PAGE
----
Quitting smoking cuts risks sooner than estimated
Former smokers may reap heart benefits of quitting earlier than initially thought.
Quitting reduces smokers' risk for sudden cardiac death
HealthDay News -- For former light smokers, cardiovascular risk may return to a level similar to that of never smokers earlier than the 15-year abstinence period currently specified by the U.S. Surgeon General, researchers have found.
"We found no evidence of higher risk for incident heart failure and cardiovascular mortality among former light smokers who quit 15 or fewer years ago when compared with never smokers," Amiya A. Ahmed, of the University of Birmingham, and colleagues reported at the American Heart Association's 2013 Scientific Sessions.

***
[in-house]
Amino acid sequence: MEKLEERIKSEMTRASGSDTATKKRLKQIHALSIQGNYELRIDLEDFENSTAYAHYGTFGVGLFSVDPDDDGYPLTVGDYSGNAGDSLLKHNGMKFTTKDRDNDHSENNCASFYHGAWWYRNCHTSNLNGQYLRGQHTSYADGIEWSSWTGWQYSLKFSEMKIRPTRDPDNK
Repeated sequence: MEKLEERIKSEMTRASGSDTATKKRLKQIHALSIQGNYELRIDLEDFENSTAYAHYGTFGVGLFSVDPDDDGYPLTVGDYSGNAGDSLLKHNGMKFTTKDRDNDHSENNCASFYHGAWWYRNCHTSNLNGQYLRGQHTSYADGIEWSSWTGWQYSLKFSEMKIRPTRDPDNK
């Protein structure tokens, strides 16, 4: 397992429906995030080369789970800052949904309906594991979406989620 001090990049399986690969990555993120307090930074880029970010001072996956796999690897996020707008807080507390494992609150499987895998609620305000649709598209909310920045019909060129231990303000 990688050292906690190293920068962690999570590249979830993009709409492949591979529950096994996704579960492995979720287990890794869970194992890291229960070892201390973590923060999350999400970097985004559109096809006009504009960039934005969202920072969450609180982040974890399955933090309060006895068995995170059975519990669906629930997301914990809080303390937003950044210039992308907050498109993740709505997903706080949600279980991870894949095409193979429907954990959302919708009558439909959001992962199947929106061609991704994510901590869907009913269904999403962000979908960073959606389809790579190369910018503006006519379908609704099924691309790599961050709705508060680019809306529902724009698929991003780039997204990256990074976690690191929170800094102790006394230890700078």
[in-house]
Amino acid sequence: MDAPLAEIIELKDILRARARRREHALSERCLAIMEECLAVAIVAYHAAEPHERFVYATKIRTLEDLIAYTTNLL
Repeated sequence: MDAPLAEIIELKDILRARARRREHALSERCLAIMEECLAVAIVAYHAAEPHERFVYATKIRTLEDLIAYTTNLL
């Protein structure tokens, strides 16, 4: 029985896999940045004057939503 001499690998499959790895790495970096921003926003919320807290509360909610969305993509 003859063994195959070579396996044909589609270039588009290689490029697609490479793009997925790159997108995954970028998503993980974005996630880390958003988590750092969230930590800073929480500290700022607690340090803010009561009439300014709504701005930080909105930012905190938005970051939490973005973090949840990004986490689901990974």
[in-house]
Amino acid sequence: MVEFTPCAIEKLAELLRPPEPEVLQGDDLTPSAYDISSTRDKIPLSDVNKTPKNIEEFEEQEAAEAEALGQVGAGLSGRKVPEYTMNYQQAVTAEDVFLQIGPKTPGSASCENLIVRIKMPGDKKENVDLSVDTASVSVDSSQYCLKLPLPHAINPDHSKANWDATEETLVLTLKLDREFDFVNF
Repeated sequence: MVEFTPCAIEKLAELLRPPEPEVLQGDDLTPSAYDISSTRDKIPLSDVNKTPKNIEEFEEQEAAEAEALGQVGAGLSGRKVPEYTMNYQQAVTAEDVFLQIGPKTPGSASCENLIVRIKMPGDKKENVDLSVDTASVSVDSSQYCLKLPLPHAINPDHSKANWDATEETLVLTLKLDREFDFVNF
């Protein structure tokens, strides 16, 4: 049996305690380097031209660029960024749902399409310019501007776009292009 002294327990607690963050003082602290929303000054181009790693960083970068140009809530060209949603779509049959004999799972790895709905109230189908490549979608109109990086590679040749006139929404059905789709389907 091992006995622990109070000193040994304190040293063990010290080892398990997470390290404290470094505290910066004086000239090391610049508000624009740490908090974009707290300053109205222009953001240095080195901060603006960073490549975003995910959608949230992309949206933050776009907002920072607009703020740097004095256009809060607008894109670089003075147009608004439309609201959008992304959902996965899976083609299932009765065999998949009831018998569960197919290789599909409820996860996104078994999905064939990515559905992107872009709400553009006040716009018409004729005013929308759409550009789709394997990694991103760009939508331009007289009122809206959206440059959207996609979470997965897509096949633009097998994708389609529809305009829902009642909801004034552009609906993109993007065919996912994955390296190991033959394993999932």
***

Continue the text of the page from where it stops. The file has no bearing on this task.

They examined the risk of incident heart failure and mortality in a cohort of 3,410 community-dwelling adults, including 2,557 never smokers and 853 former smokers who quit ≤15 years ago (median, eight years). Previous research indicates that it may take up to 15 years of abstinence to reach cardiovascular death risks of never smokers.
During 13 years of follow-up, the hazard ratio (HR) for incident heart failure was not significantly different for former light smokers versus never smokers (HR, 1.04; P=0.782), the researchers found after adjusting for age and sex.
However, former heavy smokers (defined as ≥32 pack-years of smoking) continue to be at risk. The adjusted hazard ratio for incident heart failure for this group was significantly increased compared with never smokers (HR, 1.29; P=0.019). Similar results were seen for cardiovascular mortality (adjusted HR for light smokers, 1.07; P=0.678; adjusted HR for former heavy smokers, 1.81; P<0.001).
"It's good news," Ahmed said in a statement. "Now there's a chance for even less of a waiting period to get a cleaner bill of cardiovascular health."